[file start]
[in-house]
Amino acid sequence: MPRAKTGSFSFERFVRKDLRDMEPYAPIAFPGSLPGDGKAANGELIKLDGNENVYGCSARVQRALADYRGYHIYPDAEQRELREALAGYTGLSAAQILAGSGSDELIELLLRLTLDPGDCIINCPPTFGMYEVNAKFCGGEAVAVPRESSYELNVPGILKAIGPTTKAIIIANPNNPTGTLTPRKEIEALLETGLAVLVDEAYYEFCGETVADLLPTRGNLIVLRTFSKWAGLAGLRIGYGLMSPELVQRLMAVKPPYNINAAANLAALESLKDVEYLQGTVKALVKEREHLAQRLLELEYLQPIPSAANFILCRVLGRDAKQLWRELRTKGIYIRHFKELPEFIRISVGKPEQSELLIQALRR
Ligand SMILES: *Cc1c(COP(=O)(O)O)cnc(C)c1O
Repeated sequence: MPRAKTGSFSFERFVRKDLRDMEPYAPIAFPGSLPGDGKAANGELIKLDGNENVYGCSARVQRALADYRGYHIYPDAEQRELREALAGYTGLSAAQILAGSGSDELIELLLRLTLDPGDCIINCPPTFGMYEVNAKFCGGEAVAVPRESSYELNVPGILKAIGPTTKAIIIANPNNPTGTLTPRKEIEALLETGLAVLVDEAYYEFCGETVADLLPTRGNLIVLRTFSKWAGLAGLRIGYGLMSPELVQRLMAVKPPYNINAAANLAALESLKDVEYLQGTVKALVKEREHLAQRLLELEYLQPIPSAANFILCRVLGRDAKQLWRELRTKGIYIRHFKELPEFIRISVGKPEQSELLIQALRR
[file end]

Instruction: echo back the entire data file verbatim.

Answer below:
[in-house]
Amino acid sequence: MPRAKTGSFSFERFVRKDLRDMEPYAPIAFPGSLPGDGKAANGELIKLDGNENVYGCSARVQRALADYRGYHIYPDAEQRELREALAGYTGLSAAQILAGSGSDELIELLLRLTLDPGDCIINCPPTFGMYEVNAKFCGGEAVAVPRESSYELNVPGILKAIGPTTKAIIIANPNNPTGTLTPRKEIEALLETGLAVLVDEAYYEFCGETVADLLPTRGNLIVLRTFSKWAGLAGLRIGYGLMSPELVQRLMAVKPPYNINAAANLAALESLKDVEYLQGTVKALVKEREHLAQRLLELEYLQPIPSAANFILCRVLGRDAKQLWRELRTKGIYIRHFKELPEFIRISVGKPEQSELLIQALRR
Ligand SMILES: *Cc1c(COP(=O)(O)O)cnc(C)c1O
Repeated sequence: MPRAKTGSFSFERFVRKDLRDMEPYAPIAFPGSLPGDGKAANGELIKLDGNENVYGCSARVQRALADYRGYHIYPDAEQRELREALAGYTGLSAAQILAGSGSDELIELLLRLTLDPGDCIINCPPTFGMYEVNAKFCGGEAVAVPRESSYELNVPGILKAIGPTTKAIIIANPNNPTGTLTPRKEIEALLETGLAVLVDEAYYEFCGETVADLLPTRGNLIVLRTFSKWAGLAGLRIGYGLMSPELVQRLMAVKPPYNINAAANLAALESLKDVEYLQGTVKALVKEREHLAQRLLELEYLQPIPSAANFILCRVLGRDAKQLWRELRTKGIYIRHFKELPEFIRISVGKPEQSELLIQALRR